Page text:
Details of Quick Sort
Mar 30, 2023
Quick Sort has an average-case performance of O(n log n). However, the worst-case performance can be O(n^2). This may occur in two scenarios.
The average-case performance of Quick Sort is O(n log n). However, the worst-case performance of Quick Sort occurs when the pivot selected is either the smallest or largest element in the list. In this case, the partitioning step will result in one sub-list with n-1 elements and another sub-list with 0 elements. This will lead to N recursive calls, and therefore the time complexity will be O(n^2).
Two scenarios may cause the worst performance:
- Array of all the same elements: In this scenario, the pivot element will always be the same as all the other elements in the array. This means that each partition will only remove one element from the array, resulting in a recursive tree with N levels (where N is the number of elements in the array). This gives a worst-case time complexity of O(N^2).
- Array of already sorted elements: In this scenario, the pivot element will either be the smallest or largest element in the array, depending on the implementation of the algorithm. This will lead to a partition with one sub-array of size 0 and another sub-array of size N-1. This also results in a recursive tree with N levels and worst-case time complexity of O(N^2).
However, the following carefully designed algorithm can prevent the worst performance in the two scenarios. It is also an in-place algorithm, which means the algorithm will use only a small amount of additional memory to perform its operations. Here are the steps:
- Choose a pivot element. This is a random element in the array.
- Swap the pivot element and the first element in the array. The first element is the pivot now.
- Define two pointers, one pointing to the second element of the array, and the other pointing to the last element of the array.
- Repeat the following steps until the
left_pointeris greater than or equal to the
- Move the
left_pointerto the right until it points to an element that is greater than or equal to the pivot.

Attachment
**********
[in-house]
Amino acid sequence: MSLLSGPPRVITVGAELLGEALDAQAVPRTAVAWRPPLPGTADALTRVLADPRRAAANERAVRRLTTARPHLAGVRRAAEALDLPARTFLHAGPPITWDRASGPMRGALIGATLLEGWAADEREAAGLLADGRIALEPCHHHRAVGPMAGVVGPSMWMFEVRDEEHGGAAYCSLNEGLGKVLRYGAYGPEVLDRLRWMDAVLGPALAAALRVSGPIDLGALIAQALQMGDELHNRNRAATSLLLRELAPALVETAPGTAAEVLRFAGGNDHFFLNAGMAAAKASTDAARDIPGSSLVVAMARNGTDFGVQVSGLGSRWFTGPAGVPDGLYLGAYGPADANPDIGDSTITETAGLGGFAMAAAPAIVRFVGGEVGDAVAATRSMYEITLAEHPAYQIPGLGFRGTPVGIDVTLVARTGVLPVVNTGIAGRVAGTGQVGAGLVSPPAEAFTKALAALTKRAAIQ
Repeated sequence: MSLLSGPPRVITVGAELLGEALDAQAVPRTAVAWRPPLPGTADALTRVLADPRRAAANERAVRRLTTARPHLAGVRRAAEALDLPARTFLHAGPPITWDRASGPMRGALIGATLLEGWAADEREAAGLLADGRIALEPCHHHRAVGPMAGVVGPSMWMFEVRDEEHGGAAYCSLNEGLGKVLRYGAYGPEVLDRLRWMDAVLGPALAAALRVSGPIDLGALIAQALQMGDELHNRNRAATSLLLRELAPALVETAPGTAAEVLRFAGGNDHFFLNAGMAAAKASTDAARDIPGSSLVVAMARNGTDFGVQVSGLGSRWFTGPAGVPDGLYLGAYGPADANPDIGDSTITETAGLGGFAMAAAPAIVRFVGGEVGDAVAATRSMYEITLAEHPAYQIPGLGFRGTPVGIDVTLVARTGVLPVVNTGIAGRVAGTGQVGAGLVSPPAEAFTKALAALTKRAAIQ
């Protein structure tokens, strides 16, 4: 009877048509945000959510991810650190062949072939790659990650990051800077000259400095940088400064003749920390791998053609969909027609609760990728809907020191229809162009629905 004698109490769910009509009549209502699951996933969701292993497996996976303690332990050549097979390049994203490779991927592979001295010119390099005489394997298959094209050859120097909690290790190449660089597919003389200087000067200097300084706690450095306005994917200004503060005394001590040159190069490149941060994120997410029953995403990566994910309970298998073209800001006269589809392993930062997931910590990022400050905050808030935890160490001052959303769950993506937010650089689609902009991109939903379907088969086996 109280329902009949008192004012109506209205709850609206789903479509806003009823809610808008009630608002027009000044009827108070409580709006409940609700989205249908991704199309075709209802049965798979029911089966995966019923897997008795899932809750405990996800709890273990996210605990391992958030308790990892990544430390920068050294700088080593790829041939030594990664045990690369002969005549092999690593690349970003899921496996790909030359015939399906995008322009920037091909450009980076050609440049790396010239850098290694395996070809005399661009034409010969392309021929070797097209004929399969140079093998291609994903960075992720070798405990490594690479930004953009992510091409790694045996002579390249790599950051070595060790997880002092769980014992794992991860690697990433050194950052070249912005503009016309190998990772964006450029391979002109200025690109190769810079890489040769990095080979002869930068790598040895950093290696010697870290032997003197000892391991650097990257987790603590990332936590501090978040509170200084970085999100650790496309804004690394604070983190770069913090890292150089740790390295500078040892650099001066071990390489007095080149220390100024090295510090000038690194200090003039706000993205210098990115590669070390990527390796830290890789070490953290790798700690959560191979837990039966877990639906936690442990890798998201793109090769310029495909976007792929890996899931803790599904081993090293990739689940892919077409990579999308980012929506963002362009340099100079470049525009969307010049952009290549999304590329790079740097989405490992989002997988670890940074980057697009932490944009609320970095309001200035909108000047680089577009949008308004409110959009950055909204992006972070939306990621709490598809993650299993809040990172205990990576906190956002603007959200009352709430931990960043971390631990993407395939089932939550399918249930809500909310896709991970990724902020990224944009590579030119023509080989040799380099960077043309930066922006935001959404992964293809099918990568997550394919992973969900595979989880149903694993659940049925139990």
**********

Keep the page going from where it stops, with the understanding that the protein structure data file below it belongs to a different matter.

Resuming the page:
- Move the
right_pointerto the left until it points to an element that is less than or equal to the pivot.
- If the
left_pointeris less than or equal to the
right_pointer, then swap the elements at the
right_pointer, and move both pointers one step towards each other.
- Once the pointers have crossed each other, swap the first pivot element with the element at the
- Recursively apply the same steps on the sub-arrays to the left and right of the pivot element.
In the scenario of an array of all the same elements, the pivot element will be equal to all the other elements, which means that in step 4.a and 4.b, the pointers will never move. As a result, step 4.c will simply swap the two elements, and the pointers will move towards the center, thus effectively splitting the array into two equal sub-arrays.
Therefore, the algorithm can avoid the worst-case performance due to arrays of equal elements, and in fact, it will sort such arrays in O(NlogN) time, which is the average-case performance of the algorithm.
To avoid this scenario, one can choose the pivot element randomly instead of always selecting the first or last element as the pivot. By choosing the pivot element randomly, the probability of selecting the smallest or largest element as the pivot is reduced, and the resulting partitions are more likely to be balanced. This helps to ensure that the worst-case performance is avoided and that the overall runtime is closer to the average-case performance of O(NlogN).
In step 4 of the algorithm, the while loop condition includes a scenario where both
right_pointer point to the same element. This element may be greater than the pivot element. The loop exits after one iteration, ensuring that the
right_pointer's element is less than or equal to the pivot. At this point, it can be swapped with the pivot.
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